Well, it took almost a month, but I’m finally back in America for a review. But, it’s kind of a bummer because, despite Raspberry Bulbs being super cool on paper (mid-paced black/punk with an aesthetic so lo-fi that it sounds like how a La Croix tastes), they rarely release anything that truly lives up to that potential. I love their black on pink color scheme to all their album covers, I love the hastily xeroxed fanzine look and feel of everything, but the songs tend to just kind of meander and don’t stick with you for very long. The demo era, back when the project was still a one-man side gig of Marco del Rio from Bone Awl, managed to capture that magic very well. But, ever since he assembled a full band and full-lengths started becoming the norm, that DIY wizardry has dissipated. Before the Age of Mirrors continues that trend.
That’s not to say it’s bad, because it’s not, but it’s not very interesting either. The black metal element of Raspberry Bulbs’s sound has been more or less entirely gone for a long time now, replaced entirely with mid-paced punk presented in a filthy, crusty veneer. This works quite well in a few spots, namely “Missing Teeth” and “Midnight Line” (and “Doggerel” to a lesser extent), but the rest of the album does absolutely nothing to hook me despite hooks clearly be the aim at times. The mega-distorted vocals never really take center stage, nor does the woefully uncreative drumming, nor the bland riffs, or anything else for that matter. Before the Age of Mirrors is pretty much a blueprint for mediocrity apart from the two aforementioned tracks. The interludes are, oddly enough, the most consistently cool stuff here, as there are four of them on this twelve track album. A full third of the record is taken up by these instrumental interludes, and despite each one being dead simple in its own way, they’re all more powerful than most of the “real” songs on display. Ranging from glitchy industrial acid trips to distorted drum solos and wonky music box jingles, they’re all very eerie and unsettling and do an excellent job of building a great atmosphere that most of the songs utterly fail to capitalize on.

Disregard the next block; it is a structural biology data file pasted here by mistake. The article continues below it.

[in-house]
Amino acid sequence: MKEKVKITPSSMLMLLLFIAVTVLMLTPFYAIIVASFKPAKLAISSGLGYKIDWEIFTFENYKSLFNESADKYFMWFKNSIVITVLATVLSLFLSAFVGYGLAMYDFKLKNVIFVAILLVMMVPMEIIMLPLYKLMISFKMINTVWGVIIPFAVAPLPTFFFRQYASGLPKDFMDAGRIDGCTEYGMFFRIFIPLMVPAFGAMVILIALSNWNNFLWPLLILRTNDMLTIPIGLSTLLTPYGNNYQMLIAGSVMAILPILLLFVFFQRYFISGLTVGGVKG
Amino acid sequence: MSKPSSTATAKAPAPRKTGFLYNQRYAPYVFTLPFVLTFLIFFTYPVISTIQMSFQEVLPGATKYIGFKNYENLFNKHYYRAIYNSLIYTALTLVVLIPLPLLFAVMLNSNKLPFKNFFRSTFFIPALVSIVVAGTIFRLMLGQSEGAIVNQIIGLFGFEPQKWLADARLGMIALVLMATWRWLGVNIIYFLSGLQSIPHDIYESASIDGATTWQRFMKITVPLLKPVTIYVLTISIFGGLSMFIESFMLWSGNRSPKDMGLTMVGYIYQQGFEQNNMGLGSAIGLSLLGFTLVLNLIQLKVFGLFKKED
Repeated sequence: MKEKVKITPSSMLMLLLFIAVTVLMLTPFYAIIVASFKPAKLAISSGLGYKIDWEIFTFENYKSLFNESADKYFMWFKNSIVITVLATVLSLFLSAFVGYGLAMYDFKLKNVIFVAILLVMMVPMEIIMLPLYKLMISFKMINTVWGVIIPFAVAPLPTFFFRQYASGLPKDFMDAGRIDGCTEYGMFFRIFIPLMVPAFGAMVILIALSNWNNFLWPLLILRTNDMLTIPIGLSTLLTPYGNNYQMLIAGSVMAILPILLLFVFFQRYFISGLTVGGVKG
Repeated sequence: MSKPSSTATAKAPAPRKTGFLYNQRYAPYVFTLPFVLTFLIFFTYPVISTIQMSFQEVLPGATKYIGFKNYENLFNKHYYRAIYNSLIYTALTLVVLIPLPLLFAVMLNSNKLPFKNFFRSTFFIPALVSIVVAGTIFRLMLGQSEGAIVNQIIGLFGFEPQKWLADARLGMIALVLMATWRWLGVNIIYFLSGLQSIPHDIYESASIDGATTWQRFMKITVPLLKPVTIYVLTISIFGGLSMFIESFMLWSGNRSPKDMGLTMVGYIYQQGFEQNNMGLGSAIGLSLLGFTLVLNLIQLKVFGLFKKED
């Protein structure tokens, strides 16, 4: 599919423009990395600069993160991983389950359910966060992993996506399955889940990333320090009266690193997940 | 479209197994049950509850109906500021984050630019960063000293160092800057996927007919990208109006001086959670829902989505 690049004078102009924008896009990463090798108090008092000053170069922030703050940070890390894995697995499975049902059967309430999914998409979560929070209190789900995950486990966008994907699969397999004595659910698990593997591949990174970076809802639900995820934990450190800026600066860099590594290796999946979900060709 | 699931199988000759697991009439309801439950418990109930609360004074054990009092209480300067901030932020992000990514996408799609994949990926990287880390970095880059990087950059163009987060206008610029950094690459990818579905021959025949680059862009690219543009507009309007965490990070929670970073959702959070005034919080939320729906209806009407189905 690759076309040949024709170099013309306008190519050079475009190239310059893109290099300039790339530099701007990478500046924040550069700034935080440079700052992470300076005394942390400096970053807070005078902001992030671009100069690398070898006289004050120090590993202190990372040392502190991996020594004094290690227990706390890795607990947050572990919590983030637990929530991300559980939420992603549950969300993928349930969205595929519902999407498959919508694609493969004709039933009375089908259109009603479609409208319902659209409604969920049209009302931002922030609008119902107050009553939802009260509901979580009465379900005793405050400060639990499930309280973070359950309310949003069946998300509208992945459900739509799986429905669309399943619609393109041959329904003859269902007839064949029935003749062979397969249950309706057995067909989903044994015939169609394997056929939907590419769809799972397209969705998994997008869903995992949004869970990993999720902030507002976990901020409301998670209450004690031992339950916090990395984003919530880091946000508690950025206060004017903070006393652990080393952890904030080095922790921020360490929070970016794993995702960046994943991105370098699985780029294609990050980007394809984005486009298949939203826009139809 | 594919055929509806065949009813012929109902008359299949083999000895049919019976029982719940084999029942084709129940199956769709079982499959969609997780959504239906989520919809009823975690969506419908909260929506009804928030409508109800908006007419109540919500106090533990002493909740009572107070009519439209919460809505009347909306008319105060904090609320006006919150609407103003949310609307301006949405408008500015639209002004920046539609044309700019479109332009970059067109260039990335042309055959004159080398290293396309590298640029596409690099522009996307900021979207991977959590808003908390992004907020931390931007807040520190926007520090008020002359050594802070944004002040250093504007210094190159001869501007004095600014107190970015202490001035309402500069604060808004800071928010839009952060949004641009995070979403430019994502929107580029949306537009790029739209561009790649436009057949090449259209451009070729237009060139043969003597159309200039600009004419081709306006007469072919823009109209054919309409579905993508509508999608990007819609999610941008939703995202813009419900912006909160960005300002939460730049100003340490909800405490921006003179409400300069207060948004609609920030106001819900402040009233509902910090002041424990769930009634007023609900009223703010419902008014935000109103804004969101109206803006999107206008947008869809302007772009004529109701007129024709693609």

There isn’t much to talk about here because, by the very nature of what Raspberry Bulbs does, there isn’t much that even happens in the first place. This is ultra primitive punk played with zero technical skill, and that’s not a problem in itself if the songwriting is memorable, but it’s really not here. It’s surprisingly long as well, clocking in at over 35 minutes, which feels like a marathon-length with how bare-bones these tracks are. “Doggerel” is a great two minute grinding (in the Swans sense) punk track stretched out to nearly triple the necessary length, and that dogs most of the tracks. As much as I like “Midnight Line,” it doesn’t need that several minute thudding-and-strumming section since it doesn’t build to anything at the end of it.
So at the end of the day, Before the Age of Mirrors is yet another entry in Raspberry Bulbs’s ever-growing catalog of “LPs that fail to excite me.” Sometimes they get the “raw and hypnotic” ideal down pat, but they don’t nail it here. There’s potential, and it’s not totally worthless, but I feel pretty confident in saying I won’t listen to it again after this is published.
Before the Age of Mirrors will be released on February 21st, 2020, via Relapse Records and can be preordered through their store.